Palavras chave: Condição de imagem, Preservação de amplitudes, Migração sísmica, Processamento sísmico.

7CT&F - Ciencia, Tecnología y Futuro - Vol. 5 Num. 1 Dec. 2012

DECONVOLUTION-TYPE IMAGING CONDITION EFFECTS ON SHOT-PROFILE MIGRATION AMPLITUDES

1. INTRODUCTION

Amplitude-preserved PSDM processes has been developed to ensure the reliability of the results of the pre- and post-stack inversions such as Amplitude Varia-tion with offset (AVO) analysis, acoustic and elastic inversion, etc. For instance, for meaningful acoustic inversion results, it is necessary that the seismic im-age of the subsurface be kinematically correct (from a structural viewpoint) and dynamically correct; in other words, amplitude values on the reflectors must estimate at best the reflectivity function and its geometry.

Pre-stack migration methods based on wave field extrapolation work in two stages. In the first stage, the fields of the source and of the receivers are respectively propagated and back-propagated. In the second stage, an imaging condition is applied, so that high seismic event correlation is present wherever there is an imped-ance contrast (Claerbout, 1985). Pre-stack migration based on the wave field extrapolation in depth (OWWE, One Way Wave Equation) is widely used for its advan-tage in computational time relative to the migration by extrapolation in time (RTM, Reverse Time Migration). This paper aims to study the imaging conditions applied in time frequency domain for OWWE migration meth-ods. However, an extension of the presented imaging conditions can be done to RTM migration.

The OWWE do not propagate the wave field am-plitudes properly (Wapenaar, 1990; Godin, 1999) and must therefore, be modified by introducing in the equa-tions a new operator which includes lateral and vertical gradients of the velocity field. The new resulting equa-tions are known as One-Way Wave Equation with True Amplitude (OWWE -TA) (Zhang, 1993; Zhang, Zhang & Bleistein, 2003; Vivas & Pestana, 2010).

A deconvolution-type imaging condition is needed to ensure obtaining the correct value of the reflectivity in the migrated image (Claerbout, 1985; Valenciano & Biondi, 2003; Guitton, Valenciano, Bevc & Claerbout, 2007; Chattopadhyay & McMechan, 2008). The deconvolution-type imaging condition scale the am-plitudes through a correlation, using a weight function dependent on the illumination field. In data with a single shot and receivers covering the whole velocity field, there are two illumination-field weighting possibilities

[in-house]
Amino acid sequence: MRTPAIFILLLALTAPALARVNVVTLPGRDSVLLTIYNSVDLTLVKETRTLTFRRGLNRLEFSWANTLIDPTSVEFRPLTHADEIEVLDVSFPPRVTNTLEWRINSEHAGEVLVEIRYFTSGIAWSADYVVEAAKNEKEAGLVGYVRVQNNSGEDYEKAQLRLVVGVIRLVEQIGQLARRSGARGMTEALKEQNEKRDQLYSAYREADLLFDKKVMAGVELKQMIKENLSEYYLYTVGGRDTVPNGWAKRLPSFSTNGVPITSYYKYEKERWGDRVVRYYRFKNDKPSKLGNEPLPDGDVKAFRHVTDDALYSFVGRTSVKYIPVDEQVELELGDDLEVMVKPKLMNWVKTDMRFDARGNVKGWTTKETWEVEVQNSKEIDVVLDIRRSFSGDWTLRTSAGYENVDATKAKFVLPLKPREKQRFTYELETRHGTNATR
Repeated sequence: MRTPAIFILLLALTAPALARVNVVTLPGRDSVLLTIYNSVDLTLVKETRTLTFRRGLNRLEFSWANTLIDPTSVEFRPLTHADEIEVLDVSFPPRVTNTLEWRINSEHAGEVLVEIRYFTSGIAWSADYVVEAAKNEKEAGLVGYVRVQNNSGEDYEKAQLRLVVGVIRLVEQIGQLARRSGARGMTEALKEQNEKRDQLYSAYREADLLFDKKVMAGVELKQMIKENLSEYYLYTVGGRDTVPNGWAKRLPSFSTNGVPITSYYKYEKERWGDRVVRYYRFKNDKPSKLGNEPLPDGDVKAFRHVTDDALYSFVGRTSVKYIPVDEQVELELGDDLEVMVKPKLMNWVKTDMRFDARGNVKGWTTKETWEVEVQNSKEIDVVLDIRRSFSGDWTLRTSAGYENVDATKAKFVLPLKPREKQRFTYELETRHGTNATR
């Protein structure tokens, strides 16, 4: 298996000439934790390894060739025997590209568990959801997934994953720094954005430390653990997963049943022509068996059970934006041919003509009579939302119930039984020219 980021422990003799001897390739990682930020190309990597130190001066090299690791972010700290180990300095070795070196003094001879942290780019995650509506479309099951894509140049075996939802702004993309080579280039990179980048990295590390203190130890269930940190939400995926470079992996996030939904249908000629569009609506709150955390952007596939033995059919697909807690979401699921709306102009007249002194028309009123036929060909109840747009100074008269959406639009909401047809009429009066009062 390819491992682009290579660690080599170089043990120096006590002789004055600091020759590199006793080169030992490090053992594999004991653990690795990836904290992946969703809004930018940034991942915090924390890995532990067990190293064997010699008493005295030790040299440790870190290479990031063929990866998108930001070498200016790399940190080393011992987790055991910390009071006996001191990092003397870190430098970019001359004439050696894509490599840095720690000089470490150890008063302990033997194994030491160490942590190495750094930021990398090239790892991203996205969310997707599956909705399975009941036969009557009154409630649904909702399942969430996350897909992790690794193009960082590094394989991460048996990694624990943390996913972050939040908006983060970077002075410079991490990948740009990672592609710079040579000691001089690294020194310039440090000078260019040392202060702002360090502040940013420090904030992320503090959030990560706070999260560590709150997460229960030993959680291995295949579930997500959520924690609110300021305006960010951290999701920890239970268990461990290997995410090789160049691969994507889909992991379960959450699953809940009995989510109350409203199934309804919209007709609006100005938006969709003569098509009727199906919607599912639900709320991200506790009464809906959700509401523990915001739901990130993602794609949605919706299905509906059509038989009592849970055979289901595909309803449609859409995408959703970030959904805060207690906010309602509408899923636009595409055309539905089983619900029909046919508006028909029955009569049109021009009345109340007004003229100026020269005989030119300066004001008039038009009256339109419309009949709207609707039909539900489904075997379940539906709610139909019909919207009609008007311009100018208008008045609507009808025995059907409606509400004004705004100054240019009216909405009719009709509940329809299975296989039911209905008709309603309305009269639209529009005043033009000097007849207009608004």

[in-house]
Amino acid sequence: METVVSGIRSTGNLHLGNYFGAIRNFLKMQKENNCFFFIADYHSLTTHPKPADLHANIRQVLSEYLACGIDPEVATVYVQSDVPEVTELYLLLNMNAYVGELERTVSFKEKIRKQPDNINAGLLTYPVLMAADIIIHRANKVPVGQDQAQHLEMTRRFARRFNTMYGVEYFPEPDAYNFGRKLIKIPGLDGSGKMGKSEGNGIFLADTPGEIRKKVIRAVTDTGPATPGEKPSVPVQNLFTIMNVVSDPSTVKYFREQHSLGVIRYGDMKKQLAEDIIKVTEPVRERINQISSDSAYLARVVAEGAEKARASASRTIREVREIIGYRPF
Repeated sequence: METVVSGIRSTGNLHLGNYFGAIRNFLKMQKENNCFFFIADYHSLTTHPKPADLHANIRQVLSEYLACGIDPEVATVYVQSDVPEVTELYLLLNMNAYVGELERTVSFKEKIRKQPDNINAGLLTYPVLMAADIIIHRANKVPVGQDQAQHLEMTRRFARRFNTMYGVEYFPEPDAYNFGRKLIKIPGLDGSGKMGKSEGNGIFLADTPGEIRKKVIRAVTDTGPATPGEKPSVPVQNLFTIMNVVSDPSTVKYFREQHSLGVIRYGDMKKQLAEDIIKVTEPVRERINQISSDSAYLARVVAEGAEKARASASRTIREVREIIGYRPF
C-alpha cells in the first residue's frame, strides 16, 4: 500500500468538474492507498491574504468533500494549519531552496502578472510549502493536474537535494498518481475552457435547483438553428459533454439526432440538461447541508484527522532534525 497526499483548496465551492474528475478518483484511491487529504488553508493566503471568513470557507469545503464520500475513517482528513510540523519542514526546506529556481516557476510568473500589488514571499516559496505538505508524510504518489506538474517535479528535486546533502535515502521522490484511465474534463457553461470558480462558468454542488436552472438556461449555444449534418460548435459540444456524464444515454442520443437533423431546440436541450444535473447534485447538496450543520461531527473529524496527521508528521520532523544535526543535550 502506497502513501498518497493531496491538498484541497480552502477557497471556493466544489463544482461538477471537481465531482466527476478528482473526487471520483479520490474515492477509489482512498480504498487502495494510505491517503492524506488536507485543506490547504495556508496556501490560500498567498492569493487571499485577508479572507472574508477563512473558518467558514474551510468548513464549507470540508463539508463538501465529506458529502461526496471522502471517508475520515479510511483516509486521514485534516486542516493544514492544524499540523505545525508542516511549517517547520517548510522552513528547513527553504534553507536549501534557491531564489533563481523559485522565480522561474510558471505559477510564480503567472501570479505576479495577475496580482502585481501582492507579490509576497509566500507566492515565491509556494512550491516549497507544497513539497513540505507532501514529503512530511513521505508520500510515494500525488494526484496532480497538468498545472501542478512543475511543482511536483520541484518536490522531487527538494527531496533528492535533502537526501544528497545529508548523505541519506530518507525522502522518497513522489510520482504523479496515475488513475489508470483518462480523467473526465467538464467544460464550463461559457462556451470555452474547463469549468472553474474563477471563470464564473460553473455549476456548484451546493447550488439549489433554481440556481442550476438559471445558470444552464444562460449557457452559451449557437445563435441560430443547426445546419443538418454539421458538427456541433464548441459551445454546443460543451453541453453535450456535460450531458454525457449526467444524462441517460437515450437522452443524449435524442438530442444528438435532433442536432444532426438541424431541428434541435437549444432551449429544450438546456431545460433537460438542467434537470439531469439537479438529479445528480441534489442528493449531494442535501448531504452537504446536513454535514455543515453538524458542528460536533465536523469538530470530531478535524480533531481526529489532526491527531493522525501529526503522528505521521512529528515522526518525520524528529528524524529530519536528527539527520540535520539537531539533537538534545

(Schleicher, Costa & Novais, 2008) and its equivalence has been proved (Cazzola, Arienti, Bonomi & Cardone, 2002; Shin, Jang & Min, 2001; Valenciano & Biondi, 2003; Vivas, Pestana & Bjorn, 2009).

In shot-profile migration each shot is migrated separately and the images of all shots are stacked to produce the final migrated image. The amplitude ob-tained at a point in the migrated image corresponds to the sum of the reflectivities obtained for each shot at an angle determined by the velocity model and the source and receiver positions. A second summation appears in the imaging condition, associated with the sum of the shots, that allows five possibilities of applying a deconvolution-type imaging condition and creates the possibility of other forms of stabilization.

We perform numerical experiments on synthetic data generated in Seismic Unix (Cohen & Stockwell, 2006) using three velocity fields: one displaying only verti-cal, a second one displaying vertical and lateral lineal gradients, and a third one using the Sigsbee2a model (Paffenholz, Stefani, McLain & Bishop, 2002). Results show that only three of these five conditions properly compensate for geometrical spreading. For the other two cases, significantly underestimated values for the reflection coefficient were obtained in the deeper reflec-tors. Additionally, the influence of the common image point redundancy on the reflection coefficient value is analyzed. It is shown that only two of the five image conditions proposed is this effect properly corrected, resulting in images with better reflector continuity.